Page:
- In their teens, students also use the internet for mainly social ends (i.e. communication). That is, they send and receive e-mails and chat with their peers. In their communication, they seem to reflect their in-group identity through using some symbols or abbreviations. They keep in touch with their peers though Facebook and they do online search through Google and watch videos or any visual recordings through Youtube.
- When we look at the time they spend online, it is not less than 2-3 hours a day. This could get longer depending on what online activity they are doing. When they are watching TV series or programmes on it, they may spend up to 6-7 hours. It is very rare when they are never online a day. This may show that for whatever purposes it could be, their online activities have become a daily routine for them.
- Despite this much interest of theirs in online socialising activities through Facebook, when it comes to their choice whether face-to-face or online communication, with no hesitation, they prefer face-to-face communication. This may mean when they have no chance of meeting with their peers in person, they prefer online socialising. Or they prefer it because it is easy and more convenient.
- When they are asked to describe the internet through an adjective or a metaphor some say it is “unavoidable” meaning it has become an essential part of their life. This may mean it is not very possible to survive without it in this modern world. One reason for this could be hidden in some of these explanations by those young adults: “it includes everything” and it is “fast”. More importantly, they seem to use the internet as they find it not only “useful” and “informative” but also “fun”. This may mean they get what they want (e.g. information, communication etc.) and have “fun” at the same time: like killing two birds (or more maybe for some) with one stone. What is interesting is that not all of them seem to have the control of their use of internet and they seem to admit it by saying “it is addictive” or “like alcohol”, meaning when they get used to it, they cannot stop using it.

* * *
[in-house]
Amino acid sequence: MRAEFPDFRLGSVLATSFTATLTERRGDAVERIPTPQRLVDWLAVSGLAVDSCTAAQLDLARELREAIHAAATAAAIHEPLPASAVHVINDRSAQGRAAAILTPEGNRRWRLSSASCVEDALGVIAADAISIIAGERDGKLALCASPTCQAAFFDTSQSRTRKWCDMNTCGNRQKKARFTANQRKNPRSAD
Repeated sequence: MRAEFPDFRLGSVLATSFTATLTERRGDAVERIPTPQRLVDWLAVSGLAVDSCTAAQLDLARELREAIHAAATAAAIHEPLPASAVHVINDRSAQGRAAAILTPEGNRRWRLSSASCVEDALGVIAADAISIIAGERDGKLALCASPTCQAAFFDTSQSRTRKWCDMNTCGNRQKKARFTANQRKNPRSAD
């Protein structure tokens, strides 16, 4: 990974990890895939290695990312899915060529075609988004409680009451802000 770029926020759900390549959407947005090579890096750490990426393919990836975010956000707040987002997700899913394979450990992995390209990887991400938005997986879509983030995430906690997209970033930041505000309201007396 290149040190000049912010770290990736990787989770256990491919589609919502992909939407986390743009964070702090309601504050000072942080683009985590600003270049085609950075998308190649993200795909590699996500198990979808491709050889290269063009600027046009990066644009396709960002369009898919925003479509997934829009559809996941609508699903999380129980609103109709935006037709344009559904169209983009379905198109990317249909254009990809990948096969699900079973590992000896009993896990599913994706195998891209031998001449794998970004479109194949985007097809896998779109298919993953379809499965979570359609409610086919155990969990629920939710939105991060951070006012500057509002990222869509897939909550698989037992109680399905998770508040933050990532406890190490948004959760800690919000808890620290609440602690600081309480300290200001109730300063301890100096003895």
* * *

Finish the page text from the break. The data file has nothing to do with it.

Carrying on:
- All the above findings were related to their personal uses of the internet. There were a few regarding the internet use by their teachers in the lessons. They generally seem to like the lessons where the internet is integrated. To them such lessons are both “educational” and “entertaining”. Related to this area, almost all say they prefer teachers to use the internet in their lessons to some or full extent.
Some personal comments based on my personal observations of participants’ behaviour
When I first formed the group, I sent the students a letter in English where I explained the rationale behind the group. I also posed a question about when they first started to use the Internet on the same day. Three students immediately “liked” the letter but none of them answered the question. I could see their Facebook activities online. For example they were answering some personal quiz answers elsewhere, uploading photographs, updating their status, commenting on each other’s postings etc. but none was answering my question. There was only one student who answered it on the day I posted it. All the others started to answer it after I personally saw and explained them the rationale in person as they confessed that they did not really get what they were expected to do. So their misunderstanding could be a result of their not being involved in such a group activity on Facebook before. That is, these students generally use Facebook for entertainment and keeping in touch with peers and are not prepared to use it for such an academic purpose. Although I wanted to create an informal discussion environment, it did not turn out to be so and students regarded is as an artificial way of collecting data about themselves.
My above hypothesis “the students do not (want to) use Facebook for another purpose other than entertainment and communication with peers” was also validated in the coming days as I needed to send reminders both in English in Turkish (i.e. L1) and post funny pictures saying I need them to answer the questions (e.g. Do you know how it feels to be ignored? It hurts a lot) to attract their attention. Although they seemed to work on the day I posted each, some continued to ignore the questions in the coming days. Consequently, it was very rare for me to get answers from the full group each time. The most popular question (i.e. favourite websites) collected 12 questions and the least popular one (i.e. describing a lesson with the Internet by an adjective or a metaphor) collected 6 answers. That the least popular question is also about the Internet use at school could be another justification for the validation of my informal hypothesis.